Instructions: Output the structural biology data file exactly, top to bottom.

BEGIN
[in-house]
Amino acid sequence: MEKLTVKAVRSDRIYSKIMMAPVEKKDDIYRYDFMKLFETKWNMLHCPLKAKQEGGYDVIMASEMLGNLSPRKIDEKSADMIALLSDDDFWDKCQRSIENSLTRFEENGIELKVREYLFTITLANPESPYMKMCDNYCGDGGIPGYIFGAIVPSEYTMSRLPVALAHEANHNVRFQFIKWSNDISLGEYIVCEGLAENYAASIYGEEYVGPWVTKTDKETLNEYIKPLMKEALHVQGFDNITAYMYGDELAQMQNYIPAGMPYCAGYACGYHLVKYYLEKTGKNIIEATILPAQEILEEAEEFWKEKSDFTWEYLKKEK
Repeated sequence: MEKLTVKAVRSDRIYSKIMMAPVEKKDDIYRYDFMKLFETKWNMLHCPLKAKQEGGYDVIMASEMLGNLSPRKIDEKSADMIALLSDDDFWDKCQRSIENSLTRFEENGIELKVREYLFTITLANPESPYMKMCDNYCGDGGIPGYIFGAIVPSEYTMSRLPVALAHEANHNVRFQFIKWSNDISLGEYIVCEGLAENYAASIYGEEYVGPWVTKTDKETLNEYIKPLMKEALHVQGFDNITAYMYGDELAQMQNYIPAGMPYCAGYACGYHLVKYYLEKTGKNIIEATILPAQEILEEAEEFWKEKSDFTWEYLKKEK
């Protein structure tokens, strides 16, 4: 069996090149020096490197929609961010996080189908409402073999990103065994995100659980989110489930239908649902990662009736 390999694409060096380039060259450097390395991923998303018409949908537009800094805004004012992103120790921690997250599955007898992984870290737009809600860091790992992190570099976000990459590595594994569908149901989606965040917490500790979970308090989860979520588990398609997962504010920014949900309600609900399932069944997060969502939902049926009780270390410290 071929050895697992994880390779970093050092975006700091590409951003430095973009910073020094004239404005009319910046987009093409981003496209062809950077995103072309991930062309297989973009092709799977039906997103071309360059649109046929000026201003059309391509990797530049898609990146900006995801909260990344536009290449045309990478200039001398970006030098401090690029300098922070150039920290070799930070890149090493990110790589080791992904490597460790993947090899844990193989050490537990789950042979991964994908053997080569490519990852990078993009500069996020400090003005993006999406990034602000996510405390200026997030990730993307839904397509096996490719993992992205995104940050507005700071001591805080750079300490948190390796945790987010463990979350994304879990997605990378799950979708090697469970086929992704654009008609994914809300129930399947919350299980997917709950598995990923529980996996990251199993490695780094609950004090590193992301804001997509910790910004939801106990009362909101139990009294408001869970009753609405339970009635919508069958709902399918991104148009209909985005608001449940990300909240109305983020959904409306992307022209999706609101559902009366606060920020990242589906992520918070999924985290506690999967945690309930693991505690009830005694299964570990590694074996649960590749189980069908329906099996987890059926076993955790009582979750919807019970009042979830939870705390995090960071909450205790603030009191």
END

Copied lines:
[in-house]
Amino acid sequence: MEKLTVKAVRSDRIYSKIMMAPVEKKDDIYRYDFMKLFETKWNMLHCPLKAKQEGGYDVIMASEMLGNLSPRKIDEKSADMIALLSDDDFWDKCQRSIENSLTRFEENGIELKVREYLFTITLANPESPYMKMCDNYCGDGGIPGYIFGAIVPSEYTMSRLPVALAHEANHNVRFQFIKWSNDISLGEYIVCEGLAENYAASIYGEEYVGPWVTKTDKETLNEYIKPLMKEALHVQGFDNITAYMYGDELAQMQNYIPAGMPYCAGYACGYHLVKYYLEKTGKNIIEATILPAQEILEEAEEFWKEKSDFTWEYLKKEK
Repeated sequence: MEKLTVKAVRSDRIYSKIMMAPVEKKDDIYRYDFMKLFETKWNMLHCPLKAKQEGGYDVIMASEMLGNLSPRKIDEKSADMIALLSDDDFWDKCQRSIENSLTRFEENGIELKVREYLFTITLANPESPYMKMCDNYCGDGGIPGYIFGAIVPSEYTMSRLPVALAHEANHNVRFQFIKWSNDISLGEYIVCEGLAENYAASIYGEEYVGPWVTKTDKETLNEYIKPLMKEALHVQGFDNITAYMYGDELAQMQNYIPAGMPYCAGYACGYHLVKYYLEKTGKNIIEATILPAQEILEEAEEFWKEKSDFTWEYLKKEK
């Protein structure tokens, strides 16, 4: 069996090149020096490197929609961010996080189908409402073999990103065994995100659980989110489930239908649902990662009736 390999694409060096380039060259450097390395991923998303018409949908537009800094805004004012992103120790921690997250599955007898992984870290737009809600860091790992992190570099976000990459590595594994569908149901989606965040917490500790979970308090989860979520588990398609997962504010920014949900309600609900399932069944997060969502939902049926009780270390410290 071929050895697992994880390779970093050092975006700091590409951003430095973009910073020094004239404005009319910046987009093409981003496209062809950077995103072309991930062309297989973009092709799977039906997103071309360059649109046929000026201003059309391509990797530049898609990146900006995801909260990344536009290449045309990478200039001398970006030098401090690029300098922070150039920290070799930070890149090493990110790589080791992904490597460790993947090899844990193989050490537990789950042979991964994908053997080569490519990852990078993009500069996020400090003005993006999406990034602000996510405390200026997030990730993307839904397509096996490719993992992205995104940050507005700071001591805080750079300490948190390796945790987010463990979350994304879990997605990378799950979708090697469970086929992704654009008609994914809300129930399947919350299980997917709950598995990923529980996996990251199993490695780094609950004090590193992301804001997509910790910004939801106990009362909101139990009294408001869970009753609405339970009635919508069958709902399918991104148009209909985005608001449940990300909240109305983020959904409306992307022209999706609101559902009366606060920020990242589906992520918070999924985290506690999967945690309930693991505690009830005694299964570990590694074996649960590749189980069908329906099996987890059926076993955790009582979750919807019970009042979830939870705390995090960071909450205790603030009191």